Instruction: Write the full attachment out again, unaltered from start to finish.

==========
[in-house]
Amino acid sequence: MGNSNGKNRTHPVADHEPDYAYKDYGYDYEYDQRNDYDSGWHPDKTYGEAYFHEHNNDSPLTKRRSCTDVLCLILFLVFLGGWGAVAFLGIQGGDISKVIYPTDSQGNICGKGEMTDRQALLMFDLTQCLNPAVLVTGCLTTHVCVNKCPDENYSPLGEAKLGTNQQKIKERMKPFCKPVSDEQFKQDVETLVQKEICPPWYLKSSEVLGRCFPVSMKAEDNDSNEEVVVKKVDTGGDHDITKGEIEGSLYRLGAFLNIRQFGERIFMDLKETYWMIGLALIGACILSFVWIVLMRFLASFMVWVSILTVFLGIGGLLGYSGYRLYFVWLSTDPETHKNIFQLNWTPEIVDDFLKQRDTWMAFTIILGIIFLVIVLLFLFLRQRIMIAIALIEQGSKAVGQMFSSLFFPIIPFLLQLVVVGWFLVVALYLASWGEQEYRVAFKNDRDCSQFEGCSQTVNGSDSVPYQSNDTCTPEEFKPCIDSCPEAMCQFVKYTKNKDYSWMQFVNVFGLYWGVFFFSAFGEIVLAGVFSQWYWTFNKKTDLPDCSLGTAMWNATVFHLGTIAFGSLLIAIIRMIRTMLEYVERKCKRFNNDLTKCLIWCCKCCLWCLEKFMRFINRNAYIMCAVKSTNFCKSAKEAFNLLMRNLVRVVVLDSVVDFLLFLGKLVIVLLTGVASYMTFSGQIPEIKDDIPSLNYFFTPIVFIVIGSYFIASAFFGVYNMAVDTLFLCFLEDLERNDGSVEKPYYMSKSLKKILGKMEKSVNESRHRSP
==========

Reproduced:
[in-house]
Amino acid sequence: MGNSNGKNRTHPVADHEPDYAYKDYGYDYEYDQRNDYDSGWHPDKTYGEAYFHEHNNDSPLTKRRSCTDVLCLILFLVFLGGWGAVAFLGIQGGDISKVIYPTDSQGNICGKGEMTDRQALLMFDLTQCLNPAVLVTGCLTTHVCVNKCPDENYSPLGEAKLGTNQQKIKERMKPFCKPVSDEQFKQDVETLVQKEICPPWYLKSSEVLGRCFPVSMKAEDNDSNEEVVVKKVDTGGDHDITKGEIEGSLYRLGAFLNIRQFGERIFMDLKETYWMIGLALIGACILSFVWIVLMRFLASFMVWVSILTVFLGIGGLLGYSGYRLYFVWLSTDPETHKNIFQLNWTPEIVDDFLKQRDTWMAFTIILGIIFLVIVLLFLFLRQRIMIAIALIEQGSKAVGQMFSSLFFPIIPFLLQLVVVGWFLVVALYLASWGEQEYRVAFKNDRDCSQFEGCSQTVNGSDSVPYQSNDTCTPEEFKPCIDSCPEAMCQFVKYTKNKDYSWMQFVNVFGLYWGVFFFSAFGEIVLAGVFSQWYWTFNKKTDLPDCSLGTAMWNATVFHLGTIAFGSLLIAIIRMIRTMLEYVERKCKRFNNDLTKCLIWCCKCCLWCLEKFMRFINRNAYIMCAVKSTNFCKSAKEAFNLLMRNLVRVVVLDSVVDFLLFLGKLVIVLLTGVASYMTFSGQIPEIKDDIPSLNYFFTPIVFIVIGSYFIASAFFGVYNMAVDTLFLCFLEDLERNDGSVEKPYYMSKSLKKILGKMEKSVNESRHRSP